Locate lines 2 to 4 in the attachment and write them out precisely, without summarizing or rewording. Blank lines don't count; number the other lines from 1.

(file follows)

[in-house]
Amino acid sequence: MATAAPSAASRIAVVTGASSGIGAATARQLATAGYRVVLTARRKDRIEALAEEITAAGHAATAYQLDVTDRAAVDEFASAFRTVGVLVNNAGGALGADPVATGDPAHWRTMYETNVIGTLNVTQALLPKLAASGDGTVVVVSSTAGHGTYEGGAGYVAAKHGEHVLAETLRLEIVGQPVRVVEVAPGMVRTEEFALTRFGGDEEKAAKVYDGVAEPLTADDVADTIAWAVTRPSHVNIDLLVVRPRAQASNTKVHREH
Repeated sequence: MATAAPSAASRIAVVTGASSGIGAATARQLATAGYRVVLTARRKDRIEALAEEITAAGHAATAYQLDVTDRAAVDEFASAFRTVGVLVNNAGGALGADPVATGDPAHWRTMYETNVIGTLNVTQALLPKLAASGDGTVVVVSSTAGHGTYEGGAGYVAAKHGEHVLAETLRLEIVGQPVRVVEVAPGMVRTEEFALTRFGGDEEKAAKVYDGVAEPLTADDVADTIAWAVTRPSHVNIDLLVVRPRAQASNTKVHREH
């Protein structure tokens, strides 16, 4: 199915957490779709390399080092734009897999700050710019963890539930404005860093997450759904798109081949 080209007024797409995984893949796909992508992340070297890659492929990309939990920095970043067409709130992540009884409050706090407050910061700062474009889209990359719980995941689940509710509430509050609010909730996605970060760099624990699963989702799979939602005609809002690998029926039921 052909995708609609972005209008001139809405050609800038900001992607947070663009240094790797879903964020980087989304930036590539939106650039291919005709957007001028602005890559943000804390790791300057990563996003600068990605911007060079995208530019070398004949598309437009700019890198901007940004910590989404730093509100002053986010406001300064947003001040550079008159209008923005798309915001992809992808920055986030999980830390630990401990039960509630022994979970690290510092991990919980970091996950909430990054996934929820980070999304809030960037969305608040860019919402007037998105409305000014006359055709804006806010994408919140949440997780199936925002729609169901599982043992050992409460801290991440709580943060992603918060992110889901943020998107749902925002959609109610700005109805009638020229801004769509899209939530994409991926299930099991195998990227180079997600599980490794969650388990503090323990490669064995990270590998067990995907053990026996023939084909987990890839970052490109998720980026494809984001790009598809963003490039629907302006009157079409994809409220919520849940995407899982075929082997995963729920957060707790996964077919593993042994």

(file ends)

Amino acid sequence: MATAAPSAASRIAVVTGASSGIGAATARQLATAGYRVVLTARRKDRIEALAEEITAAGHAATAYQLDVTDRAAVDEFASAFRTVGVLVNNAGGALGADPVATGDPAHWRTMYETNVIGTLNVTQALLPKLAASGDGTVVVVSSTAGHGTYEGGAGYVAAKHGEHVLAETLRLEIVGQPVRVVEVAPGMVRTEEFALTRFGGDEEKAAKVYDGVAEPLTADDVADTIAWAVTRPSHVNIDLLVVRPRAQASNTKVHREH
Repeated sequence: MATAAPSAASRIAVVTGASSGIGAATARQLATAGYRVVLTARRKDRIEALAEEITAAGHAATAYQLDVTDRAAVDEFASAFRTVGVLVNNAGGALGADPVATGDPAHWRTMYETNVIGTLNVTQALLPKLAASGDGTVVVVSSTAGHGTYEGGAGYVAAKHGEHVLAETLRLEIVGQPVRVVEVAPGMVRTEEFALTRFGGDEEKAAKVYDGVAEPLTADDVADTIAWAVTRPSHVNIDLLVVRPRAQASNTKVHREH
């Protein structure tokens, strides 16, 4: 199915957490779709390399080092734009897999700050710019963890539930404005860093997450759904798109081949 080209007024797409995984893949796909992508992340070297890659492929990309939990920095970043067409709130992540009884409050706090407050910061700062474009889209990359719980995941689940509710509430509050609010909730996605970060760099624990699963989702799979939602005609809002690998029926039921 052909995708609609972005209008001139809405050609800038900001992607947070663009240094790797879903964020980087989304930036590539939106650039291919005709957007001028602005890559943000804390790791300057990563996003600068990605911007060079995208530019070398004949598309437009700019890198901007940004910590989404730093509100002053986010406001300064947003001040550079008159209008923005798309915001992809992808920055986030999980830390630990401990039960509630022994979970690290510092991990919980970091996950909430990054996934929820980070999304809030960037969305608040860019919402007037998105409305000014006359055709804006806010994408919140949440997780199936925002729609169901599982043992050992409460801290991440709580943060992603918060992110889901943020998107749902925002959609109610700005109805009638020229801004769509899209939530994409991926299930099991195998990227180079997600599980490794969650388990503090323990490669064995990270590998067990995907053990026996023939084909987990890839970052490109998720980026494809984001790009598809963003490039629907302006009157079409994809409220919520849940995407899982075929082997995963729920957060707790996964077919593993042994």